Nearly half of El Tepozteco National Park is in Mexico City’s Milpa Alta. In fact, the protected area covers almost the entire southern half of the alcaldía. The park, though, is far better known for the archaeological zone reached through the town of Tepoztlán in the state of Morelos to the south. That’s where nearly all of the photos will be taken, in the southernmost part of the National Park.
The parts of the park in Mexico City make up an important part of the Chichinautzin Biological Corridor which extends across much of the south the City. The park can be visited from many of the pueblos originarios of Milpa Alta. These are the original towns, many of them remaining since ancient times. Santa Ana Tlacotenco is one very good example. But many of these small farming communities make excellent ecological and alternative travel destinations, and the park is one more reason to go.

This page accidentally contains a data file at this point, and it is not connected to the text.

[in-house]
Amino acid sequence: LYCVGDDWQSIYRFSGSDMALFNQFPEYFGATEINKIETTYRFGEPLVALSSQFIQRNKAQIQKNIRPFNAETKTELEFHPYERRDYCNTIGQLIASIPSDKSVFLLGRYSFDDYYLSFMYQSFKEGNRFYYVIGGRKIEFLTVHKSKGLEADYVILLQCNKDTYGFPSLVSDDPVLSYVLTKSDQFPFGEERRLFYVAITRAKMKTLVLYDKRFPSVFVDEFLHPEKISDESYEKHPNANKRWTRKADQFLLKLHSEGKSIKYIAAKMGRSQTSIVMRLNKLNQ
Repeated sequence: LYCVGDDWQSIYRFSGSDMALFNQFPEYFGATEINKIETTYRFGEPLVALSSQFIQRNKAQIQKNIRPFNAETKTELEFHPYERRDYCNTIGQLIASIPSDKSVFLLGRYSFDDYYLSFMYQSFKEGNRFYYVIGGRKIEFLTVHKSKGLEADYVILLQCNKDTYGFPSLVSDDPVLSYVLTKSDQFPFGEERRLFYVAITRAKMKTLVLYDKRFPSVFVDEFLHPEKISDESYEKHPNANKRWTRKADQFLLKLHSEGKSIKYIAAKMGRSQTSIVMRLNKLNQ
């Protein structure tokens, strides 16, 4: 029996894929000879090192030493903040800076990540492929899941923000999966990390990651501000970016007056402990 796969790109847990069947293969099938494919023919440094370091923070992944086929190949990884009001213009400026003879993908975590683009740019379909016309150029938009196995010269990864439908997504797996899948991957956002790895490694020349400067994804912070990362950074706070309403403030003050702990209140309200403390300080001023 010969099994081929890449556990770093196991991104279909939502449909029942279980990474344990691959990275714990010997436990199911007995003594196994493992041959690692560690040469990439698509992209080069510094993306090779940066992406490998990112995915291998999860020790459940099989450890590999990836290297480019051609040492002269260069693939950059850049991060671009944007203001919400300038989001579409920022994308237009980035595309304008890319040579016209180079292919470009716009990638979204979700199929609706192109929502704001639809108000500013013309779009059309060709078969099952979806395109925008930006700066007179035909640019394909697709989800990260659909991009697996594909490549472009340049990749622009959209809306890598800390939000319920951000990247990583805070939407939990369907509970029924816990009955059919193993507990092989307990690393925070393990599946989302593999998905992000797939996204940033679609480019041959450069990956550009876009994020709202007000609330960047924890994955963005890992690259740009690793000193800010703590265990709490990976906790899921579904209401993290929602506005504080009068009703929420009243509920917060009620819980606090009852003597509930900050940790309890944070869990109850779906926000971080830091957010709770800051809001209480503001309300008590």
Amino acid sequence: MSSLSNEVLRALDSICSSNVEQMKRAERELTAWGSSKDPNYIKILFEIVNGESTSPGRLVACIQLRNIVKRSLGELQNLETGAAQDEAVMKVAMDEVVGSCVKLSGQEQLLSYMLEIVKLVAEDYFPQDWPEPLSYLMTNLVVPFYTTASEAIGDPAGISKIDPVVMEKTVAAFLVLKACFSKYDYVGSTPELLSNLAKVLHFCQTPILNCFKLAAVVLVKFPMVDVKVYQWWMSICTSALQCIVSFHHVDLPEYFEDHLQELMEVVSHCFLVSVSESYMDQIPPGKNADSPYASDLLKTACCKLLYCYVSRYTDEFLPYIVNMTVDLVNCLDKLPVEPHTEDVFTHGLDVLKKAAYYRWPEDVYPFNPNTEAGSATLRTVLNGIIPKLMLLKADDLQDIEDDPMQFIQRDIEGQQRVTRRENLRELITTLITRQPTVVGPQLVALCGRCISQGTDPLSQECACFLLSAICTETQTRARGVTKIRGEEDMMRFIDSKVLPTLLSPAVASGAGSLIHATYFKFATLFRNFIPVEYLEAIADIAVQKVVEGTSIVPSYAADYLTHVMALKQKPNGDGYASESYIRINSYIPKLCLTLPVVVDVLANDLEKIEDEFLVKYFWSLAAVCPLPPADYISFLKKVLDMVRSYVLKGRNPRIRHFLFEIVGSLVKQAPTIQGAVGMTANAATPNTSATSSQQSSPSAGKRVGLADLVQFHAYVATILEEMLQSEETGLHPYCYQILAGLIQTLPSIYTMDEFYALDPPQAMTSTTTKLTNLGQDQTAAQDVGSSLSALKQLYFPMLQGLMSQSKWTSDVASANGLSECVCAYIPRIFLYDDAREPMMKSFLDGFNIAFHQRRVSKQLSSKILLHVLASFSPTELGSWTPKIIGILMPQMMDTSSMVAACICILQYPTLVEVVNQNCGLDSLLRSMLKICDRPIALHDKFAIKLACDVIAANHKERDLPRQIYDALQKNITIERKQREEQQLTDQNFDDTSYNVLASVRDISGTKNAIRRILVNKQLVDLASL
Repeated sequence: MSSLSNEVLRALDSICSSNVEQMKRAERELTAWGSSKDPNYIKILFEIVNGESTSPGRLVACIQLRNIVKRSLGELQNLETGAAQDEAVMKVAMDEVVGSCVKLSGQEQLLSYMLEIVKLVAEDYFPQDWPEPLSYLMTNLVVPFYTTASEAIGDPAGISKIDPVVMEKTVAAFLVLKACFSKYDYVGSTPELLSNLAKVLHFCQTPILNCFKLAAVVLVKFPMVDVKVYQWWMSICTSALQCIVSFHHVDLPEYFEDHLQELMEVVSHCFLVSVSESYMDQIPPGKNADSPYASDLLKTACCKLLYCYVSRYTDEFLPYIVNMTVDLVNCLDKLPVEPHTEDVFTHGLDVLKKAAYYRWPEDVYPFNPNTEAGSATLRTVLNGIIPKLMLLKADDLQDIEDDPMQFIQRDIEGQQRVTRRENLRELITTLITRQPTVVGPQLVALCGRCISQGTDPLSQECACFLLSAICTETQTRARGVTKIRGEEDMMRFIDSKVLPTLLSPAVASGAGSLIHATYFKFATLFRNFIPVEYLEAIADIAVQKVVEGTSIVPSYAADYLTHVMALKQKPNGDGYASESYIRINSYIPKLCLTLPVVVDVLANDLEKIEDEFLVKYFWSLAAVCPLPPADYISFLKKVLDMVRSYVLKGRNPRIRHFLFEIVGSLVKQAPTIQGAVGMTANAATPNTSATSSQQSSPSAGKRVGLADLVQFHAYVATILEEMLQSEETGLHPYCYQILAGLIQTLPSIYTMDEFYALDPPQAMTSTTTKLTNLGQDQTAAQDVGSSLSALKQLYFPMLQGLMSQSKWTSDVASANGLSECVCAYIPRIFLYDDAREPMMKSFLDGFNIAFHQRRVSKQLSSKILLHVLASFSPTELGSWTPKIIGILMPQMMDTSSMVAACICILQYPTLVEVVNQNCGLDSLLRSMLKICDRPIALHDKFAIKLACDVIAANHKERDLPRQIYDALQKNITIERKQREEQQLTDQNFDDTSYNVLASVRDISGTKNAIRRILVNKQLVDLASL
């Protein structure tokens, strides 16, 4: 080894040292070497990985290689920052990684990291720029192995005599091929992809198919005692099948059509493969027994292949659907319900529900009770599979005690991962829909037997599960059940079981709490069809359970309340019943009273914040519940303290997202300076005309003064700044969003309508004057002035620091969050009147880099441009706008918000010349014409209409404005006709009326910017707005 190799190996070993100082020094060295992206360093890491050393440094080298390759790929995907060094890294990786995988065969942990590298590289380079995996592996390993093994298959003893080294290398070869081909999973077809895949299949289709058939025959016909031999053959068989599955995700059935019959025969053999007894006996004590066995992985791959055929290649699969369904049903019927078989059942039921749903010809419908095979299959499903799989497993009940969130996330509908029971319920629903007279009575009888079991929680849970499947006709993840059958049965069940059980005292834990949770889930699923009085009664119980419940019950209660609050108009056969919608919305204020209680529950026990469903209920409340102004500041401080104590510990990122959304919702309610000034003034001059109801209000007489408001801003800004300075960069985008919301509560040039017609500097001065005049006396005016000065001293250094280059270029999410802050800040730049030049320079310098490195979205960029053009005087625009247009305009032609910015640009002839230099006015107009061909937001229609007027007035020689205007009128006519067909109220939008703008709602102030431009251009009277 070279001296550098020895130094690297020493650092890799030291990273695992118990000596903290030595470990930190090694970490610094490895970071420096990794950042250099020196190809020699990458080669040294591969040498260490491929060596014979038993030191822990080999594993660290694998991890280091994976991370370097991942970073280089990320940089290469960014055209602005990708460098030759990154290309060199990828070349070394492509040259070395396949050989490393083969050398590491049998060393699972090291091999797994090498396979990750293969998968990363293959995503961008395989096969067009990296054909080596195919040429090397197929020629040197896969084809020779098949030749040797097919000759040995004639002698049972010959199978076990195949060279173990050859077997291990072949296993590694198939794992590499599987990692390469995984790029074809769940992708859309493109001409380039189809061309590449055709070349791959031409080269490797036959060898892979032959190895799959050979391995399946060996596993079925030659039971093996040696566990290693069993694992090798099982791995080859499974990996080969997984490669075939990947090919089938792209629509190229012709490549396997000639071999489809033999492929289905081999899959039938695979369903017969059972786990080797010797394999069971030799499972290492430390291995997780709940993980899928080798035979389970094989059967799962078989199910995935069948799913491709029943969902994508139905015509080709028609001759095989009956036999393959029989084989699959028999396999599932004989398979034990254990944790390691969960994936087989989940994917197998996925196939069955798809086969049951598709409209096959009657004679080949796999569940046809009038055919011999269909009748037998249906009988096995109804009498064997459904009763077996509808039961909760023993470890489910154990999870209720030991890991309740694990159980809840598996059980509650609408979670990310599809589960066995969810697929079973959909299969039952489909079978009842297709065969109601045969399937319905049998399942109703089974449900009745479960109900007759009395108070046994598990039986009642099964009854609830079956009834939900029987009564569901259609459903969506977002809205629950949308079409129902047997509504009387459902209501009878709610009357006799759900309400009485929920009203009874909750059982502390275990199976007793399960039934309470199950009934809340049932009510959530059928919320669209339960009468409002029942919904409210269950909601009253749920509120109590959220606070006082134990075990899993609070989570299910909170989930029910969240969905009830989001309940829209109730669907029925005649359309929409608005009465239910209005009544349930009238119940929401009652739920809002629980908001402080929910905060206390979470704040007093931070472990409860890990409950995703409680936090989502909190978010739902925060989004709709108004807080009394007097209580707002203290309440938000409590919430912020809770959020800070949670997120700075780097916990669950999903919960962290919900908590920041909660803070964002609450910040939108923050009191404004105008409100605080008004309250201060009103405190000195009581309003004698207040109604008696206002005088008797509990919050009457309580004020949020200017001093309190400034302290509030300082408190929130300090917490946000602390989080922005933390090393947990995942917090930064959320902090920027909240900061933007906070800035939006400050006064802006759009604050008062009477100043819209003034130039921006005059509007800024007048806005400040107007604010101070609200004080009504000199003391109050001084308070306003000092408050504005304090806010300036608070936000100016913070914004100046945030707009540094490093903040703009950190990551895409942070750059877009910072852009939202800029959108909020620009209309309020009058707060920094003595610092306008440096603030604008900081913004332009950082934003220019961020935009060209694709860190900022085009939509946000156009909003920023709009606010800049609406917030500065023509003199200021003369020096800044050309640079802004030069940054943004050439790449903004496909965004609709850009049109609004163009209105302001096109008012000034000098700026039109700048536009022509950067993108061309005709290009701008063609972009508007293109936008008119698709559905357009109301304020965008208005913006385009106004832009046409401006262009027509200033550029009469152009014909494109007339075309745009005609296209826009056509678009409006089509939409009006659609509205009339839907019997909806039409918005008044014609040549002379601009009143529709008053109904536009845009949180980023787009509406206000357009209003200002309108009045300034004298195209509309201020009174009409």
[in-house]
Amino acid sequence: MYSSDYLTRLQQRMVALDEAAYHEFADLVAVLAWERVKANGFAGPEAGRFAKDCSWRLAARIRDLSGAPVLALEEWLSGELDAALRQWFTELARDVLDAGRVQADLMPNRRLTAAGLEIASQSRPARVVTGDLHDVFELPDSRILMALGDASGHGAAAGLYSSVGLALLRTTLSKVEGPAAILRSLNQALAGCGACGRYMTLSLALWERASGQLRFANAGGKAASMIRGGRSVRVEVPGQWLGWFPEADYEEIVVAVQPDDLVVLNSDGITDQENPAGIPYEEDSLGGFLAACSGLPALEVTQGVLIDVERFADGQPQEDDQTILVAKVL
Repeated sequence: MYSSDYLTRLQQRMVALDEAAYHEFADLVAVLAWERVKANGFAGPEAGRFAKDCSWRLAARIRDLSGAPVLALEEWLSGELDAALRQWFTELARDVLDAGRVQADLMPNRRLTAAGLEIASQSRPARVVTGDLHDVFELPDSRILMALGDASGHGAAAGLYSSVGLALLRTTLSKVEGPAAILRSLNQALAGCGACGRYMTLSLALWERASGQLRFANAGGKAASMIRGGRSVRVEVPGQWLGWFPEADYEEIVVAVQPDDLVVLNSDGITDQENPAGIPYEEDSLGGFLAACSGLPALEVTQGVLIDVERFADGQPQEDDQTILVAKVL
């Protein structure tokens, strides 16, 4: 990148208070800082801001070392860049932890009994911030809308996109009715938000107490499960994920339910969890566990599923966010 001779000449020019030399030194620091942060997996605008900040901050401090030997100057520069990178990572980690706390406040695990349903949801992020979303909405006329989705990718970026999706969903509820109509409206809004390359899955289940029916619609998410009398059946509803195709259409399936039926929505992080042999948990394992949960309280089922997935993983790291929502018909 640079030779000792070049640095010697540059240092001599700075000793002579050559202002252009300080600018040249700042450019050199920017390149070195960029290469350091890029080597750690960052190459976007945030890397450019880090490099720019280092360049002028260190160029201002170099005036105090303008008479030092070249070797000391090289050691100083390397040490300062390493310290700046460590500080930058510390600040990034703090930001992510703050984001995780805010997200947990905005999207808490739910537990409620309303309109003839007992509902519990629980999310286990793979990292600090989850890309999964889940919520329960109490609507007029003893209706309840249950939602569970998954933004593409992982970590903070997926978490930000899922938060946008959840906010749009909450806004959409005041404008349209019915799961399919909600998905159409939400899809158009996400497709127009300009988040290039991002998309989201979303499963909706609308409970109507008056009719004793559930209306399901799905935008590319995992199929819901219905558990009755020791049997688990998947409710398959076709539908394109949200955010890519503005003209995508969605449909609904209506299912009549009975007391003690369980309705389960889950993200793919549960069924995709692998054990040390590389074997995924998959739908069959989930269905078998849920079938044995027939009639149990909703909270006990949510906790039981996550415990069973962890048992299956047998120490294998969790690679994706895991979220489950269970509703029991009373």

Tepozteco National Park makes a magnificent day-trip. The entire area is part of the Neo-volcanic Axis and the sub-province of the Anahuac Lakes and Volcanoes. The Sierra de Tepoztlán is made up of several hills of extraordinary morphology. Erosion and other movements have left deep ravines and peaks.
The area is noted for its variety of plant-life: warmer areas have a great affinity with plants of neo-tropical origin. Cooler places neo-arctic and partially Andean type plants. The contrast is outstanding.
Most international visitors will want to visit the picturesque town of Tepoztlán, which offers many attractions such as a Dominican monastery and lots of colorful sights.
But beyond all of this, the hike up to the Tepozteco Archaeological Zone is quite an adventure. Not too long, but with a steep incline, climbing up there costs nothing. Entry into the Archaeological Zone is $55.00 pesos, which is the cost. You should also wear good shoes because the terrain has some slippery rocks. Someone in good condition can make the climb in 20 minutes. For the rest of us, it’s about a 40-minute hike with a few breaks.